gebs gebs - 3 months ago 24
C# Question

Is this extension method thead safe?

I am having a hard time wrapping my head around extension methods. They are static methods inside static classes. How are they initialized internally? for example, I wrote the below extension method. Is it thread safe?

public static async Task TimeoutAfter(this Task task, TimeSpan timeSpan)
{
var cts = new CancellationTokenSource();
try
{
if (task.IsCompleted || timeSpan == Timeout.InfiniteTimeSpan)
return;
if (timeSpan == TimeSpan.Zero)
throw new TimeoutException();
if (task == await Task.WhenAny(task, Task.Delay(timeSpan, cts.Token)))
{
cts.Cancel();
await task;
}
else
{
throw new TimeoutException();
}
}
finally
{
cts.Dispose();
}
}

Answer

All extension methods do is turn

var result = myTask.TimeoutAfter(TimeSpan.FromSecconds(5));

in to

var result = ExtensionMethodClass.TimeoutAfter(myTask, TimeSpan.FromSecconds(5));

and nothing else. So whether or not a function is a extension method does not affect it's behavior at all, it is just a convince for programmers to not have to type out the long version from my above example.

As to if your code is thread safe, first you need to understand what "thread safe" means. I highly reccomend you read the article "What is this thing you call "thread safe"?" by Eric Lippert, it will greatly help you understand what thread safety means.

Your code does not access or mutate any external variables from it's scope, so the function itself is thread safe, but that does not mean it can't be used in "thread unsafe" ways. Fortunately you are lucky, both Task and TimeSpan guarantee thready safety in all of their methods and properties, so it is unlikely that you run in to any thread safety issues.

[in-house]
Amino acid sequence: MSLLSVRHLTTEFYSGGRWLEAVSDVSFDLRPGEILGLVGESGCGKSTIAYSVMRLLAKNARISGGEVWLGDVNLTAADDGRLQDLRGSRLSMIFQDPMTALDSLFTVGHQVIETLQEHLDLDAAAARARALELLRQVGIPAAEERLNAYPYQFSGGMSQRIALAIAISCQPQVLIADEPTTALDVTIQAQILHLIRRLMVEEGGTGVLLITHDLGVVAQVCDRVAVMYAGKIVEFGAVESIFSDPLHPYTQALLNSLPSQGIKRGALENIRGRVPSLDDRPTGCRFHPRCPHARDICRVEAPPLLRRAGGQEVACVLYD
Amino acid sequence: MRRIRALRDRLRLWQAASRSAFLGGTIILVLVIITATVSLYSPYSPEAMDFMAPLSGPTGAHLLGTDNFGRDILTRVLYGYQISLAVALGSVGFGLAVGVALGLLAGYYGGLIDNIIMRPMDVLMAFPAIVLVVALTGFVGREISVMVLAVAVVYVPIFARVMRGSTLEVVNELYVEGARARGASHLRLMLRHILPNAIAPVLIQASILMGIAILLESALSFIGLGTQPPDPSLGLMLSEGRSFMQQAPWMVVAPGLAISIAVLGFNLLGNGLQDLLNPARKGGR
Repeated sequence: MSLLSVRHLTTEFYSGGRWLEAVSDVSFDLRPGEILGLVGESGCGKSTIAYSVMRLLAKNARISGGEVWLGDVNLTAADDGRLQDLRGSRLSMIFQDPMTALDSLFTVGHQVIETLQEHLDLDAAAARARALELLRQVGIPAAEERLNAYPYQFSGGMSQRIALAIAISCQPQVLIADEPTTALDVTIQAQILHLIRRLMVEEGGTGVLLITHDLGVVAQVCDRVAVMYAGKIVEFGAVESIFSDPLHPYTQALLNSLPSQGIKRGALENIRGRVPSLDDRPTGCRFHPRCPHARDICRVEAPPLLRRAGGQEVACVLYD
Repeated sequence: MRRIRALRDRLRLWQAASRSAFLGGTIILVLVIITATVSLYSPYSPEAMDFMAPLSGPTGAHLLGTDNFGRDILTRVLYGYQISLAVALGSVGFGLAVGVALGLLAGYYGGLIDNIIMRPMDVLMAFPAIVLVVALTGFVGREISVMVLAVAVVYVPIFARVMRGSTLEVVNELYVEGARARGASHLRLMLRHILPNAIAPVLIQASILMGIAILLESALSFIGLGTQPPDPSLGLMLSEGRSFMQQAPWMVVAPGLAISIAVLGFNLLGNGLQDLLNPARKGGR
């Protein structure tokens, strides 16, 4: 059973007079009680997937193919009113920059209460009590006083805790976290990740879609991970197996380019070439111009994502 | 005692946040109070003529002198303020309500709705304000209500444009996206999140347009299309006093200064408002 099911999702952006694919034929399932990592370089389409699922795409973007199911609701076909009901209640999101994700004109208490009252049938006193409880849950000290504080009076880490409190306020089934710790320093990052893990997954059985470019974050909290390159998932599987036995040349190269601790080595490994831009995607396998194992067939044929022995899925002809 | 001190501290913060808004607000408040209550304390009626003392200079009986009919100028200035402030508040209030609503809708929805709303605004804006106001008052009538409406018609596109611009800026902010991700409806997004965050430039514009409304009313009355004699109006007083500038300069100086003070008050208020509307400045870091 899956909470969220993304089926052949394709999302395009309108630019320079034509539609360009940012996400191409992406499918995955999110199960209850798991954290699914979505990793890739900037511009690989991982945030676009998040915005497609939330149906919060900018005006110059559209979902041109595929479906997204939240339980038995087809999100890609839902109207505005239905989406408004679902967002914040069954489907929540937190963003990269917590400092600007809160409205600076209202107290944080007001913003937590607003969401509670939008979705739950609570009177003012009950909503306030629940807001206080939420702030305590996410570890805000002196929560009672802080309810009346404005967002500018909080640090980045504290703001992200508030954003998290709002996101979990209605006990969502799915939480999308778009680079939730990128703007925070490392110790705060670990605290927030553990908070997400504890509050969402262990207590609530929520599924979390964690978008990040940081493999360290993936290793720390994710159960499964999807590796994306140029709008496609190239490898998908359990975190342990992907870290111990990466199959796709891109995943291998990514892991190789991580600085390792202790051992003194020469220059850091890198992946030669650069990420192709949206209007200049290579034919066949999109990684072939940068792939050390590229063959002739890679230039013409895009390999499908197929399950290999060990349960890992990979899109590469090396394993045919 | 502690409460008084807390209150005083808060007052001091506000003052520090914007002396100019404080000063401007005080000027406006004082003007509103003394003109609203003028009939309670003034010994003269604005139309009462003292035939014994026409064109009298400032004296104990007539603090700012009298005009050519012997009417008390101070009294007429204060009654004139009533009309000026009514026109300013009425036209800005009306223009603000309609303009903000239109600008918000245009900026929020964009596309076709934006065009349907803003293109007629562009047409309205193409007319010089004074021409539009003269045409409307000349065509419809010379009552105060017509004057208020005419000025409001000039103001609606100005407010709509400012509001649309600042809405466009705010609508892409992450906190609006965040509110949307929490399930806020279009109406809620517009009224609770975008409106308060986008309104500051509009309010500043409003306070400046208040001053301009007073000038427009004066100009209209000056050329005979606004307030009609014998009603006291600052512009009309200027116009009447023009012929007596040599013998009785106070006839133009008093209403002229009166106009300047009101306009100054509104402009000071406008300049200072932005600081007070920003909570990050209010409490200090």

However all that being said, you do have a bug with a race condition. If task.IsCompleted returns true and task throws an exception you will never be notified of that exception. Also if timeSpan == Timeout.InfiniteTimeSpan your function will immedatly return with a completed task even though the passed in task is still running. You need to await task even if you are not planning on doing a timeout. Also, your try/finally can be simplifed to a using statement

public static async Task TimeoutAfter(this Task task, TimeSpan timeSpan)
{
    using(var cts = new CancellationTokenSource())
    {
        if (task.IsCompleted || timeSpan == Timeout.InfiniteTimeSpan)
        {
            await task;
            return;
        }
        if (timeSpan == TimeSpan.Zero)
            throw new TimeoutException();
        if (task == await Task.WhenAny(task, Task.Delay(timeSpan, cts.Token)))
        {
            cts.Cancel();
            await task;
        }
        else
        {
            throw new TimeoutException();
        }
    }
}

Lastly, if you have not done it yet, you will want to make a version that takes in Task<T> too in case you want to timeout tasks that return a result.

public static async Task<T> TimeoutAfter<T>(this Task<T> task, TimeSpan timeSpan)
{
    using(var cts = new CancellationTokenSource())
    {
        if (task.IsCompleted || timeSpan == Timeout.InfiniteTimeSpan)
        {
            return await task
        }
        if (timeSpan == TimeSpan.Zero)
            throw new TimeoutException();
        if (task == await Task.WhenAny(task, Task.Delay(timeSpan, cts.Token)))
        {
            cts.Cancel();
            return await task;
        }
        else
        {
            throw new TimeoutException();
        }
    }
}